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Flyers vs. Islanders preview: Prepare for suffering, perhaps also accompanied by a win

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The Flyers come into this one off of a win that was much more dramatic than it needed to be, but these two teams don’t really know any way other than that, do they?

Philadelphia Flyers v New York Islanders Photo by Bruce Bennett/Getty Images

As the Flyers reached the halfway point of the 2021 regular season and celebrated a 4-3 win on Thursday night, one which featured one of their best periods of their season (a middle frame that saw the Flyers totally control the run of play en route to a 3-0 win) followed immediately by what was nearly the most demoralizing moment of their season (which is saying something, given what had happened literally one night earlier), something dawned on me that was both objectively, obviously true and yet just feels so thoroughly untrue that I almost refused to process it:

“Holy crap, this team is 3-0 against the Islanders this season.”

Right? Remember? The Flyers beat the Isles in overtime on both nights of a back-to-back at the tail end of January, and the teams played their third of eight this season in that Thursday night roller coaster. It is, indeed, true that in all three of those games, the Flyers scored more goals than the Islanders, and as such “won” those games.

Yet it just continuously feels so hard to process these wins, because no team manages to make the Flyers (and us, Flyers fans) suffer their way to victory quite like the Islanders do. Including the playoff series in the bubble, the Flyers’ last six wins over the Islanders have all featured them blowing a lead of at least two goals en route to the Islanders tying the game eventually, forcing the Flyers to stage a late push to salvage a victory. (That push usually comes in overtime — before Thursday’s victory, each of those last five wins needed overtime.)

Now, let’s ask some questions. First: is blowing leads bad? Yes. Yes, it is.

Is it entirely fair to feel like these are grimy, dirty wins that barely count as wins? No, not really. As a quick refresher of how score effects work will remind us, it’s harder to take a multi-goal lead than it is to rally to erase one. And truthfully, that game on Thursday night was really a pretty good showing until there were about seven minutes left; unlike in many of those other victories-snatched-from-the-jaws-of-defeat-snatched-from-the-jaws-of-victory-the-first-time, the Flyers really were the better team than the Islanders through the healthy majority of this game, and had the goaltender not let up one or two or three goals that ranged between “well, he could have stopped that” and “yeah, he definitely should’ve stopped that”, maybe the entire tone of this all sounds different. Honestly, you play like that most nights, you’re going to win most nights.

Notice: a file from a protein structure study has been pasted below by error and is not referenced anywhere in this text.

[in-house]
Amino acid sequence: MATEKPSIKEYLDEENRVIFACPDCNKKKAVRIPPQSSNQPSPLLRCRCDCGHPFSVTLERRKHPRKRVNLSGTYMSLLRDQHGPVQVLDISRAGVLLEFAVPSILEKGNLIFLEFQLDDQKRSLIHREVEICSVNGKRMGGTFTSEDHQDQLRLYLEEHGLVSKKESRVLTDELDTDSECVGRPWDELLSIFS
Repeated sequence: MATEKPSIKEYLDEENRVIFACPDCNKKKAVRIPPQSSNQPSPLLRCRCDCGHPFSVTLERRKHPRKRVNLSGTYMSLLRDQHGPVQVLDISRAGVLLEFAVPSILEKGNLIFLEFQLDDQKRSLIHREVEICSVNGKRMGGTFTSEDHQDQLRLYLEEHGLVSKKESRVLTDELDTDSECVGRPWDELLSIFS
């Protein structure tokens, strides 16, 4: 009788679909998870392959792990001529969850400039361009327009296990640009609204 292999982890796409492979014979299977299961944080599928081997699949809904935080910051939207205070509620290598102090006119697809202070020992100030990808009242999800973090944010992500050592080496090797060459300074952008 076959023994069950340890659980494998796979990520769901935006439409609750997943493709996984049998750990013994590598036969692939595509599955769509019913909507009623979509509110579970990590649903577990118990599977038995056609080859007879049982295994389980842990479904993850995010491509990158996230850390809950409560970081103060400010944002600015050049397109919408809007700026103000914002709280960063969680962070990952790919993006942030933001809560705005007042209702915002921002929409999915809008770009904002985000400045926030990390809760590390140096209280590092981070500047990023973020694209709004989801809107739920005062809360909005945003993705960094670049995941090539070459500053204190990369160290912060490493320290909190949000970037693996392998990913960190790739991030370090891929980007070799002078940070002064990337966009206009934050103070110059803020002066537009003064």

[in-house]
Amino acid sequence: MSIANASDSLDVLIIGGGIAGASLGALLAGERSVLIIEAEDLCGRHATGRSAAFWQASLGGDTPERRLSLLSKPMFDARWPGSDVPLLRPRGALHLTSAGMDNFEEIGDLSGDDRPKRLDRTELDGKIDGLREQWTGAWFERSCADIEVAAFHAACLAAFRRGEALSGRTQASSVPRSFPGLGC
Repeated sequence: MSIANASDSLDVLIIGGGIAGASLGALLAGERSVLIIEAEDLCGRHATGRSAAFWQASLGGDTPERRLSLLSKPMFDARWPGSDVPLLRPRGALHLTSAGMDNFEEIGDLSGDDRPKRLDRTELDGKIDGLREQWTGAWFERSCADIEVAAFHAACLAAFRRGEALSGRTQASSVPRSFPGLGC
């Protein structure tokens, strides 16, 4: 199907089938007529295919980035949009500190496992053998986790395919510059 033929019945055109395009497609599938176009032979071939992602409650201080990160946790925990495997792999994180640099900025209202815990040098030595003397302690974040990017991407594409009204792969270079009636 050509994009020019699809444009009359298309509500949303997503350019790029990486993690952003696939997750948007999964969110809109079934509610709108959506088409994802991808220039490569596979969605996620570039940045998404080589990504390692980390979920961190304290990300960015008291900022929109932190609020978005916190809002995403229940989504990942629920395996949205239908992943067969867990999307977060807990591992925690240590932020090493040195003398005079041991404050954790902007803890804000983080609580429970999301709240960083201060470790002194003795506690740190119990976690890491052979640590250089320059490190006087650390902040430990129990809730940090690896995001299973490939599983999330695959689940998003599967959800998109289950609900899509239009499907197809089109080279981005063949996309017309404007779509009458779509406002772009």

Is that really going to make us feel any better about it? No. No, it’s not.

Anywho, the Flyers play the Islanders again tonight. They might win. They might not. They will almost certainly make us feel pain.

Players to watch

Oskar Lindblom

It’s a chalk pick after he scored two goals, including the game-winner, on Thursday. But Thursday night was a fall-2019-pre-diagnosis Oskar showing, with him exerting himself as a physical presence along the board and in front of the net and using his strength and smarts to win battles and get to the right places. This all came one night after Lindblom was healthy-scratched, in what Alain Vigneault termed a “reset” for the forward who is still trying to get back to where he was before that diagnosis. Personally, I wasn’t a huge fan of the move at the time, but did that quick day of rest maybe do Oskar — who was undeniably struggling in the few games prior — a lot of good? I’m not 100% convinced, but I will gladly confront the potential that I am wrong there if it means Oskar continues playing like he did on Thursday.

Choose-Your-Own-Adventure Starting Goaltender (But Probably Brian Elliott)